In Cameroon, the National Social Insurance Fund pays 2 billion francs CFA annually as indemnities and social security benefits to some 2400 workers. Of course these workers come from companies and enterprises that are affiliated to the CNPS and pay their regular contributions to the fund. This group of workers makes up 7 – 10% of the working population. What about the vast majority of workers in the informal sector? Are they not exposed to occupational hazards or do the labour standards set up by the ILO not take them in consideration?
Attempting to answer these questions and many others is like going through a jigsaw puzzle. Understandably too, labour standards matter to poor people. Fairness to workers also diminishes the risk of social unrest. Above all strengthening their rights at work helps people to stand up to shocks such as financial crises or illness. The Ministry of Labour and Social Security has of recent been asking authorities of companies and establishments which have been experiencing social unrests to meet up with the social benefits and health demands of their workers. The case of the workers of the National Shipyard Authority can sited as one of such cases. The non compliance by the authorities of the National Shipyard Authority as far as respecting the conditions of work and salaries of the workers was concerned saw the minister calling them to order. At one point in time exclusion and social insecurity were the modus operandi in the National Shipyard Authority. This affected the health of the workers and their families directly as poverty immediately enveloped the livelihood of workers and their families.
Most security and safety measures are often ignored and neglected by both employers and employees alike. Health and safety is a huge concern for workers of the informal sector. Building sites for example claim around 100,000death a year worldwide and construction workers are three times more likely to be killed than other workers- construction being a major source of work for poor people.
Hardly do workers put on security gadgets like helmets, goggles, boots, overalls, gloves, ear plugs, dust proof devices and other devices necessary to guarantee their safety at work. Even the notion of First Aid Box is farfetched, worst still the notion of medical examination before and during work or employment is completely out of place. As long as the interest of the employer is met, every other thing can take care of itself.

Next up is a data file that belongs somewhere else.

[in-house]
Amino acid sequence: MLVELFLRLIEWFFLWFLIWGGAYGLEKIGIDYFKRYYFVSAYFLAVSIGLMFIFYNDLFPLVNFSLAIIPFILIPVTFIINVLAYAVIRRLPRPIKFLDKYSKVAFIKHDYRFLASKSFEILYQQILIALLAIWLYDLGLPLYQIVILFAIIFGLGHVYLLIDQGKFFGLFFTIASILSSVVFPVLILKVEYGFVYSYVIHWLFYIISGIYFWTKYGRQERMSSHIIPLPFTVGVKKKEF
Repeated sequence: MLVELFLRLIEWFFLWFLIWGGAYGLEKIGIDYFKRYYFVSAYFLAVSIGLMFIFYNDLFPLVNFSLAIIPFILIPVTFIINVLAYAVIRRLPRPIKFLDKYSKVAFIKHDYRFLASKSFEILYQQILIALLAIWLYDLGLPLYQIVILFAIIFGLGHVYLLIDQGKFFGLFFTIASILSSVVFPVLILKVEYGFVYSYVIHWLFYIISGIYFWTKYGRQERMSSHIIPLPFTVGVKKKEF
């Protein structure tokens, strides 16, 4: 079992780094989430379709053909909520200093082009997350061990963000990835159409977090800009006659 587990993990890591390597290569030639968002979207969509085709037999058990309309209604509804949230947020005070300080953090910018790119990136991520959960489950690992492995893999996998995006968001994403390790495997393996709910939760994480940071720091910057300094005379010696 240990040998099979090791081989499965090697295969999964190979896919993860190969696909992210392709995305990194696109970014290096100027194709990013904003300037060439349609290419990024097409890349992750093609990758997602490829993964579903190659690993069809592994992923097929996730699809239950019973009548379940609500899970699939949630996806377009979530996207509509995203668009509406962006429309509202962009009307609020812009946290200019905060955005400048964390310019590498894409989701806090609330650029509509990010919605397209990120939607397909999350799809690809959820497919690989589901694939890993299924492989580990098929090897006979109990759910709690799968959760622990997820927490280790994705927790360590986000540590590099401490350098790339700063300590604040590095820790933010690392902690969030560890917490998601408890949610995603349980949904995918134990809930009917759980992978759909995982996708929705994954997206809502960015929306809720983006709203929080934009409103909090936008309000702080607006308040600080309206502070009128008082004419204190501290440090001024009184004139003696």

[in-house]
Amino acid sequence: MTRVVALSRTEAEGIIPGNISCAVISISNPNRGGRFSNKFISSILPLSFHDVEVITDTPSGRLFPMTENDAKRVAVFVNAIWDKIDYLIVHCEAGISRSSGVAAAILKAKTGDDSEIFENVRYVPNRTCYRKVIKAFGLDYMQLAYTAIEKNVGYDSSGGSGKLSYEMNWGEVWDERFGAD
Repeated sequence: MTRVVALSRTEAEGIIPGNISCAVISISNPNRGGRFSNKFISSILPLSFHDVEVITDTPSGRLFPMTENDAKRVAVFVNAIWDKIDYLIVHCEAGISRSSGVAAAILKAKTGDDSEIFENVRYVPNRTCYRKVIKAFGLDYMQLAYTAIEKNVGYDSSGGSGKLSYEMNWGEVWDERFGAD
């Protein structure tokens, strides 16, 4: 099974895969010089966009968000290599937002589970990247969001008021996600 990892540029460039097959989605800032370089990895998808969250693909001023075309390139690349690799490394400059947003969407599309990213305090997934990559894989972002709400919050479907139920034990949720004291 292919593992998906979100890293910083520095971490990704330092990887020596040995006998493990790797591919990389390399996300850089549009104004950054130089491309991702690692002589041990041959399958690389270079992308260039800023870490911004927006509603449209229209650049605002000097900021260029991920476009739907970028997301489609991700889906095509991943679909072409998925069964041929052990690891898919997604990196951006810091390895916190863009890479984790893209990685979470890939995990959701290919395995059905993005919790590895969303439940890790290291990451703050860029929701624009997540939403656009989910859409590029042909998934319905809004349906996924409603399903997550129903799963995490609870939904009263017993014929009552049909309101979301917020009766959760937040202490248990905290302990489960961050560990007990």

Social insecurity has a very negative impact on the labour force and the company’s production. Investing in their employer’s health is not only a social responsibility but also a necessary investment to promote their company’s productivity and even long term survival: investing in worker’s health must be part of a company’s cost-benefit analysis. Companies are also discovering that investing in health is not just cost-effective from the view point of workers’ productivity, but can also be used to create a positive company image and attract many customers. There is increasing global pressure from consumer groups to offer decent working conditions, including health care services for employees.
Of course the world of work is not restricted to the private sector. The public sector also recognizes the importance of workplace for reaching important parts of the population- men and women. Government ministries, UN agencies and NGOs are giving more attention to the world of working their programmes and interventions.
Finally if their key breadwinner is badly injured or dies, a whole family can plunge into poverty. Health and safety laws with bite are therefore critical to reducing risk of such catastrophes.